I didn't my O-fest with wyeast 1007 this weekend.  I found out that my floating thermometer is way off; something like 10 degrees wamer than what it actually is.  Argh!  I don't think I'll be using that anymore.  So I'm not actually sure what my real mash temp was...it was under 150F, but it's fermenting like a fox right now.  Had to attach a blow off tube.
Can't wait to try it.  But I only got about 70% efficiency :(  thinking that may be from the low mash temp, even though I mashed for 90minutes.  I think it will still be solid with an OG of 1.056. 

Well hopefully it will be OK. 

Sounds like a good sign it's fermenting.  I think the 90 minute mash will work in your favor.

Good Luck!
Ron Price

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Re: Oktoberfest!
« Reply #26 on: August 02, 2010, 10:29:20 AM »
Ron, I think I know what you're referring to when you describe German examples as having a distinct taste. I perceive it as a clean, mineral-like bite that I think might have something to do with water composition. It could have something to do with hops also.
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Offline bluesman

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Re: Oktoberfest!
« Reply #27 on: August 02, 2010, 10:40:26 AM »
Ron, I think I know what you're referring to when you describe German examples as having a distinct taste. I perceive it as a clean, mineral-like bite that I think might have something to do with water composition. It could have something to do with hops also.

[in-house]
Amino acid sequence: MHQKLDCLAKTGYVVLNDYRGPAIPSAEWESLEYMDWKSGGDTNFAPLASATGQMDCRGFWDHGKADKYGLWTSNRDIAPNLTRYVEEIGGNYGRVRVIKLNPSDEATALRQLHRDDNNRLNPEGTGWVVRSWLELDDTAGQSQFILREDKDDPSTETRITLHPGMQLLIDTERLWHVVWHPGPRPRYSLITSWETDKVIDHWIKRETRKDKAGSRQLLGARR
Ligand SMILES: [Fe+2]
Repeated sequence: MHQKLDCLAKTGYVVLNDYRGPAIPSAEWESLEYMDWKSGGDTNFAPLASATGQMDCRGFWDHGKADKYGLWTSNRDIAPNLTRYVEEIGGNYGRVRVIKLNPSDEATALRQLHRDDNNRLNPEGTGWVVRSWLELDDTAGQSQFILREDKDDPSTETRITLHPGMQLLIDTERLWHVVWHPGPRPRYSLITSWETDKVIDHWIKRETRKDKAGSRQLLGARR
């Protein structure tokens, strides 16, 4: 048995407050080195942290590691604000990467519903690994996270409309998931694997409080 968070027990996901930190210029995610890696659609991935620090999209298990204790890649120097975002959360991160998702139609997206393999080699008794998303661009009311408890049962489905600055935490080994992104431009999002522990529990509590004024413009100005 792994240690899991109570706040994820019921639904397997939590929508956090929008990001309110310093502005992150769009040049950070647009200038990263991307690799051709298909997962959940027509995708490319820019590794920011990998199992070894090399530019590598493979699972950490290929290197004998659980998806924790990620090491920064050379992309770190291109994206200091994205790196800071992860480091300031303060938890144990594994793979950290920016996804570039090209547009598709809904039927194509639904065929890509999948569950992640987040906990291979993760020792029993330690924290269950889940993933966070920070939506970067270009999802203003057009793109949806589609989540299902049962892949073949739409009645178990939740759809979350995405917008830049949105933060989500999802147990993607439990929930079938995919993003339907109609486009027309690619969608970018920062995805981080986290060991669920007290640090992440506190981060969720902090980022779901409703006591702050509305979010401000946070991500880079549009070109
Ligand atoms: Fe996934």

Matt, There has been some discussion about this issue.  I am leaning towards hops and water profile as well.  I want to look at hops first as you'll see when I post my recipe from my other computer.  

Here is a link to another thread that debates this very issue.

http://www.homebrewersassociation.org/forum/index.php?topic=1812.0

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Re: Oktoberfest!
« Reply #28 on: August 02, 2010, 12:09:28 PM »
Thanks for posting that link!  Good info.
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Offline redbeerman

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Re: Oktoberfest!
« Reply #29 on: August 03, 2010, 04:27:03 AM »
Ron and I have been trying to replicate that elusive "taste" or flavor profile for a few years.  I have found (advice from Kai) that splitting the IBUs bewtween bittering and flavor 50/50 gets you close.  Proper aging (not necessarily at low lager temps but at cellar/serving temps) may bring out this character as well.  I have found that most south German lagers exhibit this flavor profile, with bocks being a little less so and helles, pils and Marzen more so.  Have not seen it in Kolsch or alt styles.  Export styles may or may not have it, but to a much lesser degree than south German beers.  As has been said, water compostion is key as well.